Come on Steve, we know you’re from leafy Altrincham but surely you must have heard – Boddingtons isn’t brewed in Manchester any more. Yes, the landmark tower is still there but there’s no-one home.
Boddingtons is now only the Cream of Manchester for the marketing men so maybe your beer batter should include an ingredient brewed a little closer to home than Belgium.
P.S. If you want to learn more about Boddies great history, give these links a whirl:
Sights and sounds of the final day.
Save the Cream background.
Katsouris’ reputation for a good lunch has spread quickly – so much so that its often hard to find a table to eat in and an express till has been put into service to deal with the crowds of people popping in to grab a quick bite.
The hot carvery sandwiches seem to be the big draw but I’ve also sampled some excellent homemade soups, which are often spicy and hearty, plus sandwiches of Greek ingredients and more basic fare all served on delicious varieties of bread from specialists Barbakan. I can particulary recomment the Halloumi with their own recipe green olive tapenade on wholemeal – it’s the kind of sandwich you yearn for at 11am on a boring, wet, weekday.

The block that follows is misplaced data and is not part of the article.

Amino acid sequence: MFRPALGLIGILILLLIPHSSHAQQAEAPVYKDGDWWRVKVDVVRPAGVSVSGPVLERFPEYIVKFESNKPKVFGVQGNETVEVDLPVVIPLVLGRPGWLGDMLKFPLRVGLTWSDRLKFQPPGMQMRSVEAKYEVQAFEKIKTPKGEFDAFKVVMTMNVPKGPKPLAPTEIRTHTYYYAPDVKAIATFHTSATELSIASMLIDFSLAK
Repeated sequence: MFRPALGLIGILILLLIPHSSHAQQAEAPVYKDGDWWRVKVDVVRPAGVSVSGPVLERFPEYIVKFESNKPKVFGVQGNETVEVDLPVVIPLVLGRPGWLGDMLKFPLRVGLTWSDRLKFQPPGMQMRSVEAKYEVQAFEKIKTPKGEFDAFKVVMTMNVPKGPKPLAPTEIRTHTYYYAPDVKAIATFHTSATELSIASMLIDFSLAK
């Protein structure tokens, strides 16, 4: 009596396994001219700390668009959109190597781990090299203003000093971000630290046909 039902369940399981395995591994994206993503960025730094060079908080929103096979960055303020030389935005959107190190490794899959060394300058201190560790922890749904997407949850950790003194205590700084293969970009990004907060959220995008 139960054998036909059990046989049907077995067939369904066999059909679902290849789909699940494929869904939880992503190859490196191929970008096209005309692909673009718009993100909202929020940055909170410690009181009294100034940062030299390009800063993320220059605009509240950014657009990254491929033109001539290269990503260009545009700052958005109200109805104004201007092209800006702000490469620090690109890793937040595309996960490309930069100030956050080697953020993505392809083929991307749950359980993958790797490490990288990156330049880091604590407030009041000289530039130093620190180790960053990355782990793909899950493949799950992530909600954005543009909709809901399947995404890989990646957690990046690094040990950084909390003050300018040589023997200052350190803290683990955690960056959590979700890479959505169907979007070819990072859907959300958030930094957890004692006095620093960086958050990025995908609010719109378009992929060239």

But on this particular trip I wanted to try out the vegetarian meze. What a feast for £4.95. The expected humus and tzatziki but then, so much more – couscous with vegetables, tiny, sweet red peppers, sun-dried tomato, mushrooms, herby courgettes, stuffed vine leaves the list is so endless it’s like a Generation Game memory challenge.
Download a clip of this feast
With a plentiful supply of aforementioned quality bread this is a serious veggie lunch. Definately deserves a Veggie Hero mention.
My verdict: The only downside I can see here is the smallish venue on the corner of Deansgate and John Dalton Street – time to move to bigger premises and let more of us in for more of the time.
Plus: Lots of choice, lots of treats.
Minus: Can be very crowded.
Value: Sandwiches are at the pricier end of the scale but I think the meze must be one of the best-value lunches in the city centre.